The Cardinals have dropped eight of their past 10 games as they try to weather major rotation injuries. They were recently swept by both the Cubs and by a Reds team that put its two best relievers, Lucas Sims and Tejay Antone, on the injured list. Cincinnati has now dropped seven of ten themselves. There’s plenty of talent on both the Cardinals and the Reds, but injuries have impacted both clubs quite a bit in recent weeks.
The schedule in July will be pivotal for the division as a whole. Chicago plays three games in Milwaukee and three in Cincinnati before hosting the struggling Phillies for four and the Cardinals for three. Coming out of the break, the Cubs will play six of their first 14 games against MLB’s worst team, the Diamondbacks; the others are, again, against Cincinnati and St. Louis. It’s probably not what the front office envisioned, but given all that context it’d take a somewhat of a faceplant, primarily against a series of .500-or-worse opponents, for the Cubs to really be in position to sell.
The Darvish trade, of course, looks all the more egregious now that starting pitching is precisely what the Cubs need. Sahadev Sharma and Patrick Mooney of The Athletic took a thorough look at the Cubs’ rotation needs this morning, noting that executives around the league don’t expect them to make an aggressive, blockbuster style acquisition. The likelier focus, per Sharma and Mooney, would be on pitchers with reasonably affordable salaries and/or relatively low costs of acquisition.
Fans are never going to be excited by any report suggesting that their team’s primary targets are middle-of-the-road pitchers who can simply keep them in the game for five or maybe six innings at a time, but given where the Cubs are versus where they likely expected to be, it’s also not a huge surprise. A Darvish-caliber arm isn’t walking through that door, but someone like Merrill Kelly (D-backs), Chris Flexen (Mariners, if they sell pieces controlled beyond ’21) or Tyler Anderson (Pirates, if the Cubs don’t mind sending a prospect elsewhere in the division) are all speculative names that fit that general mold.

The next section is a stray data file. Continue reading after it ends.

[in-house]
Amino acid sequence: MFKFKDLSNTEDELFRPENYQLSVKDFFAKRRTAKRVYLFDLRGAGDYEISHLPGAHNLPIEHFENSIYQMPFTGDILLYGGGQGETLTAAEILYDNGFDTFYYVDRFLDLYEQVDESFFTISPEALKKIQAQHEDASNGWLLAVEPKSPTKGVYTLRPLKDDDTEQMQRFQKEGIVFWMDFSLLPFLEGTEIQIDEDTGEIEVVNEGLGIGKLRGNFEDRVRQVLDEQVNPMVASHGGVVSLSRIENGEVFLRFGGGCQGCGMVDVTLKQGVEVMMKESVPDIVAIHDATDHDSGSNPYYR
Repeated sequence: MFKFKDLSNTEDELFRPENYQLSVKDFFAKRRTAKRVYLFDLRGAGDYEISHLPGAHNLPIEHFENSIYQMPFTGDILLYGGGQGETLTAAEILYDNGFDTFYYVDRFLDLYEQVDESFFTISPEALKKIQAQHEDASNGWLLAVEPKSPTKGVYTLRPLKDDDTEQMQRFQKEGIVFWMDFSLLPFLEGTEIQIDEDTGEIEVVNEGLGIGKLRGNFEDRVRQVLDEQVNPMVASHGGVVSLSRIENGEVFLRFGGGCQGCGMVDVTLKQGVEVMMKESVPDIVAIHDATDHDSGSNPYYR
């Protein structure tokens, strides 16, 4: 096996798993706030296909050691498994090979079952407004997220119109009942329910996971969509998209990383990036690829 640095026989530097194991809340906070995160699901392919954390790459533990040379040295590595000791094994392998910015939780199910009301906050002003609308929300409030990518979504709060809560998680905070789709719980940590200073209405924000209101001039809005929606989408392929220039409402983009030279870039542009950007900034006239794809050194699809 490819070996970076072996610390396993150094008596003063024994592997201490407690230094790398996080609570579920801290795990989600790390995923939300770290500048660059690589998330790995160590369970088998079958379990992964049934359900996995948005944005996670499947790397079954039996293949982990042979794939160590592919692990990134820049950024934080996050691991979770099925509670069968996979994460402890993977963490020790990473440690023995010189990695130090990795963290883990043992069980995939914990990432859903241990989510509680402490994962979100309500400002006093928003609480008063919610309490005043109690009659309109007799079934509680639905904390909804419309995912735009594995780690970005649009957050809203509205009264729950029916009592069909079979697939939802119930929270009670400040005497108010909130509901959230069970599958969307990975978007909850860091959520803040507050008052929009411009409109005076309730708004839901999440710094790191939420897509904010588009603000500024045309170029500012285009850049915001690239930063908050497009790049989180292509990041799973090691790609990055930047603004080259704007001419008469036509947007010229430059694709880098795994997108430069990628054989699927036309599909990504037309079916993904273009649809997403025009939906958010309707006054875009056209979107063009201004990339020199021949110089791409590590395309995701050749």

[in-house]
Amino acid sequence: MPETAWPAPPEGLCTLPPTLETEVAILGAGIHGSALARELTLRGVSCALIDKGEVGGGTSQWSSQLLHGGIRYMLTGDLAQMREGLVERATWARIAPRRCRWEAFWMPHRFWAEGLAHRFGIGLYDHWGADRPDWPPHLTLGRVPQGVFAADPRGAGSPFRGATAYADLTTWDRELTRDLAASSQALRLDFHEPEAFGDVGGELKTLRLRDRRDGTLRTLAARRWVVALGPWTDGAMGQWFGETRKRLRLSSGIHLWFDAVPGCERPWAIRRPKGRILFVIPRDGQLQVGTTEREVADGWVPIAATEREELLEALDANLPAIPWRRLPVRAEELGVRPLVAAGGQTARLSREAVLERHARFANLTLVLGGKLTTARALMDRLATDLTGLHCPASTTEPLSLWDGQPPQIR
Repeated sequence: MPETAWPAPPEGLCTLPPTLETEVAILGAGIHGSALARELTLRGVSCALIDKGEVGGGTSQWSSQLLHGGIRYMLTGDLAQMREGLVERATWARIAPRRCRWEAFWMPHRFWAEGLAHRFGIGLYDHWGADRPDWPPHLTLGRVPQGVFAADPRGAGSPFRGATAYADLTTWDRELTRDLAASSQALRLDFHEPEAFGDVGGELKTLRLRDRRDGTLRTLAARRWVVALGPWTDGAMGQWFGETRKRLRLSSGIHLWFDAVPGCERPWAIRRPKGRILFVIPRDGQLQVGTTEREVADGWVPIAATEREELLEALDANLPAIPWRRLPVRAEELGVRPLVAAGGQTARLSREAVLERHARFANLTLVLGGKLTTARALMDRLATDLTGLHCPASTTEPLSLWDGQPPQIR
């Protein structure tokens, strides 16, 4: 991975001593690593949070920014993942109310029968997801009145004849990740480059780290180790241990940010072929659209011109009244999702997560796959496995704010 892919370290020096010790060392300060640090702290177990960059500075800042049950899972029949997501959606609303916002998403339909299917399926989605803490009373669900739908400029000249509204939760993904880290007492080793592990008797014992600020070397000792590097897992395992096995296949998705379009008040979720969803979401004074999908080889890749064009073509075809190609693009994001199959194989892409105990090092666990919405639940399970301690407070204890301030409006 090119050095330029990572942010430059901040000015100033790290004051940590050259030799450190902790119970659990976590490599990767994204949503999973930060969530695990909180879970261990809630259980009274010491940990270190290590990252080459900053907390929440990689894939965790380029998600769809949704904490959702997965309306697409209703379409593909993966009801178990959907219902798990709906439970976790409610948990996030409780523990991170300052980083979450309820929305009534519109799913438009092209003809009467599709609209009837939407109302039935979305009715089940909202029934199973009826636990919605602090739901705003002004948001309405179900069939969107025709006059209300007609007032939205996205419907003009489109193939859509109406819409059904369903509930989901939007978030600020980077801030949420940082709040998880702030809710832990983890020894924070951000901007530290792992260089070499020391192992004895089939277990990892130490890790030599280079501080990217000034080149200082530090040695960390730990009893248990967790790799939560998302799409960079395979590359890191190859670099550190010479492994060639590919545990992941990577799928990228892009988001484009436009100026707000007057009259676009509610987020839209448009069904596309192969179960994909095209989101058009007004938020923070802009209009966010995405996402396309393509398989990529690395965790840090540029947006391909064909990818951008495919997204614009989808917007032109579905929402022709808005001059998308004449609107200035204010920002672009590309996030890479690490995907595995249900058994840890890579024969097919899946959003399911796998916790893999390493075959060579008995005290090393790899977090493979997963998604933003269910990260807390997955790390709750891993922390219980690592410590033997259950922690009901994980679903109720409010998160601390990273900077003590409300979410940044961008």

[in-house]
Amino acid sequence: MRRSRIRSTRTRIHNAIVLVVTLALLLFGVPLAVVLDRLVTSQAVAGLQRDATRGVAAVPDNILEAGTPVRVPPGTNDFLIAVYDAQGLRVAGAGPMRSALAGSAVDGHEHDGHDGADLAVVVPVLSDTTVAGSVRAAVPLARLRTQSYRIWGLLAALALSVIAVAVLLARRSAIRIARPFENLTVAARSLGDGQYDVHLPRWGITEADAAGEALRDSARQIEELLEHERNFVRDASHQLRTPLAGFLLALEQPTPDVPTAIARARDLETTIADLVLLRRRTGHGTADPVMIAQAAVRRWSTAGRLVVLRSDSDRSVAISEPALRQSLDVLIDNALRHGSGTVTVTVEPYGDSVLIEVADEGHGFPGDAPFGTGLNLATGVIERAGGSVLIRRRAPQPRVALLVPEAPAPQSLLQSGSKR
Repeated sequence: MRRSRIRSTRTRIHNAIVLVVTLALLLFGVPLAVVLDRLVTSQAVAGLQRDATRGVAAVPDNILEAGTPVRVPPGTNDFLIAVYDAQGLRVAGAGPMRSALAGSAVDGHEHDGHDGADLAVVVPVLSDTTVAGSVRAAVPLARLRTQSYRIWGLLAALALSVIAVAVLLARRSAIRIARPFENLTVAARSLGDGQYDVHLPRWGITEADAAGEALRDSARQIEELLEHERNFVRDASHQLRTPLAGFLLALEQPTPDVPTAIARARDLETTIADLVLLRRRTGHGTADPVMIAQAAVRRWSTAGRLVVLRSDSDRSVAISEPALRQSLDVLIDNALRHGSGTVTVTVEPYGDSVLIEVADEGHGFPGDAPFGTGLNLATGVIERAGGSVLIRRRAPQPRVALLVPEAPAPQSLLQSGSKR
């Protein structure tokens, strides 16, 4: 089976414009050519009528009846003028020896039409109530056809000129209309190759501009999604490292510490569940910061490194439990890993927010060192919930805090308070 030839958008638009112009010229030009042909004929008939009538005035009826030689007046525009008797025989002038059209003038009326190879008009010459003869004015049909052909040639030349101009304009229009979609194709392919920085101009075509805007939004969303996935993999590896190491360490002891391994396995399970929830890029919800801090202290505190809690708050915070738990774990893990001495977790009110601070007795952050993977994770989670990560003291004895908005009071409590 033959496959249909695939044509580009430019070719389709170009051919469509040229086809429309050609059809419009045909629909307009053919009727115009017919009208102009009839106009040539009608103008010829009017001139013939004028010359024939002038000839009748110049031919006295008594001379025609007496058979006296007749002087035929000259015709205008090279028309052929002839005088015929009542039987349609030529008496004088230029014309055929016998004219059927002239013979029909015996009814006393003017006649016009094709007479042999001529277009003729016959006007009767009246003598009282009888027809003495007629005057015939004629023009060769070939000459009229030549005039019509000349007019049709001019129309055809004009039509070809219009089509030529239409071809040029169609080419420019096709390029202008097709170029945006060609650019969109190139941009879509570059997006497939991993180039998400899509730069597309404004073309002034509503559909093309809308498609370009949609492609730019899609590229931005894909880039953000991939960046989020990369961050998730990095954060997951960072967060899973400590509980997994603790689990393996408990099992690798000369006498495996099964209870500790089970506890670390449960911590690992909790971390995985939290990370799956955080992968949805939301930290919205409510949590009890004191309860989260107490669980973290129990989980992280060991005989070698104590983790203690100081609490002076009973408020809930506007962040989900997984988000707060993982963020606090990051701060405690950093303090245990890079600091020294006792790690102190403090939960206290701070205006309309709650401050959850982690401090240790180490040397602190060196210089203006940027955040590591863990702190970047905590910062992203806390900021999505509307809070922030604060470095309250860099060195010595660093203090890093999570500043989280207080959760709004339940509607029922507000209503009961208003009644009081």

The next few weeks of games are going to be pivotal to most clubs around the league; there aren’t many clearly defined sellers. Even underperforming clubs like the Twins and Cardinals have so many games left against division rivals and/or rebuilding teams that they’ll probably wait to definitively commit to a course of action. But there might not be a team whose long-term outlook will be so closely tied to the fate of its July performance than the Cubs.
There are long-term implications for every team this time of year, but the Cubs have a slew of short-term veterans to market if they wish to sell — several of whom are longtime cornerstones. This could be a month in which they genuinely jumpstart an accelerated rebuild — not unlike the one the Yankees engineered in 2016 when they traded away Andrew Miller and Aroldis Chapman.
On the flip side, if the Cubs continue to exceed expectations, the pendulum would swing in the other direction, likely leaving the team with some draft compensation (via qualifying offers for Bryant, Rizzo and/or Baez). Not only would they lose the opportunity to add to a thin farm via trade — they’d perhaps further deplete the current system to make a measured push to remain in the division hunt.
A few clubs always find themselves performing something of a tightrope walk this time of year, but the Cubs are among the more prominent examples in recent memory. The clubhouse probably relishes the fact that they’ve upset the front office’s expectations to date; every group of players wants to win, after all. If they can keep it up a month longer, we’ll likely be looking at a much different deadline than most expected for the Cubs after they shipped Darvish to San Diego in exchange for Davies and a handful of lottery-ticket teenagers who might not make it to the Majors before the entire roster turns over.